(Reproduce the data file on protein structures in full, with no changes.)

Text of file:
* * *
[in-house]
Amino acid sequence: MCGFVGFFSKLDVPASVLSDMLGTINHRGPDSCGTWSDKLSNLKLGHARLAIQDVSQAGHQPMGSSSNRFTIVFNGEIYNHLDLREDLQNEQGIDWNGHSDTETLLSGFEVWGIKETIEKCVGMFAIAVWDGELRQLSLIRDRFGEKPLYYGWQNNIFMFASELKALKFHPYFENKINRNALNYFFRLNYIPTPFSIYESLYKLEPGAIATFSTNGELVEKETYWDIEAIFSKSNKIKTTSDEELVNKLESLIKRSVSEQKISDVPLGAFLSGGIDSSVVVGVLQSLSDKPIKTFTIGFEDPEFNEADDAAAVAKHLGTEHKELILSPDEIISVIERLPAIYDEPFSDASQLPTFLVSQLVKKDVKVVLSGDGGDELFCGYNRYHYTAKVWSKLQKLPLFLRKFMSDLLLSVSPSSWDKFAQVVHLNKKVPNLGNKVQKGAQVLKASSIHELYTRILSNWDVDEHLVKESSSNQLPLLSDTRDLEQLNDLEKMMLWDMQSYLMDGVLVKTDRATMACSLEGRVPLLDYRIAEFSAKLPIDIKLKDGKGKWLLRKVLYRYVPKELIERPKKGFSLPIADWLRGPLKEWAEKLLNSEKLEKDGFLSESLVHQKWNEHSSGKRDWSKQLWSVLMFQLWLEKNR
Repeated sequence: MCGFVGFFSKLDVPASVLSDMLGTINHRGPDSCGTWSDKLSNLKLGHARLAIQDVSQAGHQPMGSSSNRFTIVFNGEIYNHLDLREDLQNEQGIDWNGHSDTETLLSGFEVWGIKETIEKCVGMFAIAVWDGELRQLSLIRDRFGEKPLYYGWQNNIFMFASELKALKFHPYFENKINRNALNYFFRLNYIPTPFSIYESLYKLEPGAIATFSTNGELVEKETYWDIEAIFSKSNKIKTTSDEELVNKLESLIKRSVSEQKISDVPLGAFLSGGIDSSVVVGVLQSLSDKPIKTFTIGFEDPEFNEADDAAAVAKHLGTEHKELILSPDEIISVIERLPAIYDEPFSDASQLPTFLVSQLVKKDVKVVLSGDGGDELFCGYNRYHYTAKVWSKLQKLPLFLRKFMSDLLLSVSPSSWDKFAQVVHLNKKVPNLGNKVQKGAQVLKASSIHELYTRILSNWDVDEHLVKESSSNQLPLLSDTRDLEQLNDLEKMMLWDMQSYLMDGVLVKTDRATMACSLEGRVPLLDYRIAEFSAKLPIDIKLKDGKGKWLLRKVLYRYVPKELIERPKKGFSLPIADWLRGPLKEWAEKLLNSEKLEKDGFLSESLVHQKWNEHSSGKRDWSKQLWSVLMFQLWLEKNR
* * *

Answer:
[in-house]
Amino acid sequence: MCGFVGFFSKLDVPASVLSDMLGTINHRGPDSCGTWSDKLSNLKLGHARLAIQDVSQAGHQPMGSSSNRFTIVFNGEIYNHLDLREDLQNEQGIDWNGHSDTETLLSGFEVWGIKETIEKCVGMFAIAVWDGELRQLSLIRDRFGEKPLYYGWQNNIFMFASELKALKFHPYFENKINRNALNYFFRLNYIPTPFSIYESLYKLEPGAIATFSTNGELVEKETYWDIEAIFSKSNKIKTTSDEELVNKLESLIKRSVSEQKISDVPLGAFLSGGIDSSVVVGVLQSLSDKPIKTFTIGFEDPEFNEADDAAAVAKHLGTEHKELILSPDEIISVIERLPAIYDEPFSDASQLPTFLVSQLVKKDVKVVLSGDGGDELFCGYNRYHYTAKVWSKLQKLPLFLRKFMSDLLLSVSPSSWDKFAQVVHLNKKVPNLGNKVQKGAQVLKASSIHELYTRILSNWDVDEHLVKESSSNQLPLLSDTRDLEQLNDLEKMMLWDMQSYLMDGVLVKTDRATMACSLEGRVPLLDYRIAEFSAKLPIDIKLKDGKGKWLLRKVLYRYVPKELIERPKKGFSLPIADWLRGPLKEWAEKLLNSEKLEKDGFLSESLVHQKWNEHSSGKRDWSKQLWSVLMFQLWLEKNR
Repeated sequence: MCGFVGFFSKLDVPASVLSDMLGTINHRGPDSCGTWSDKLSNLKLGHARLAIQDVSQAGHQPMGSSSNRFTIVFNGEIYNHLDLREDLQNEQGIDWNGHSDTETLLSGFEVWGIKETIEKCVGMFAIAVWDGELRQLSLIRDRFGEKPLYYGWQNNIFMFASELKALKFHPYFENKINRNALNYFFRLNYIPTPFSIYESLYKLEPGAIATFSTNGELVEKETYWDIEAIFSKSNKIKTTSDEELVNKLESLIKRSVSEQKISDVPLGAFLSGGIDSSVVVGVLQSLSDKPIKTFTIGFEDPEFNEADDAAAVAKHLGTEHKELILSPDEIISVIERLPAIYDEPFSDASQLPTFLVSQLVKKDVKVVLSGDGGDELFCGYNRYHYTAKVWSKLQKLPLFLRKFMSDLLLSVSPSSWDKFAQVVHLNKKVPNLGNKVQKGAQVLKASSIHELYTRILSNWDVDEHLVKESSSNQLPLLSDTRDLEQLNDLEKMMLWDMQSYLMDGVLVKTDRATMACSLEGRVPLLDYRIAEFSAKLPIDIKLKDGKGKWLLRKVLYRYVPKELIERPKKGFSLPIADWLRGPLKEWAEKLLNSEKLEKDGFLSESLVHQKWNEHSSGKRDWSKQLWSVLMFQLWLEKNR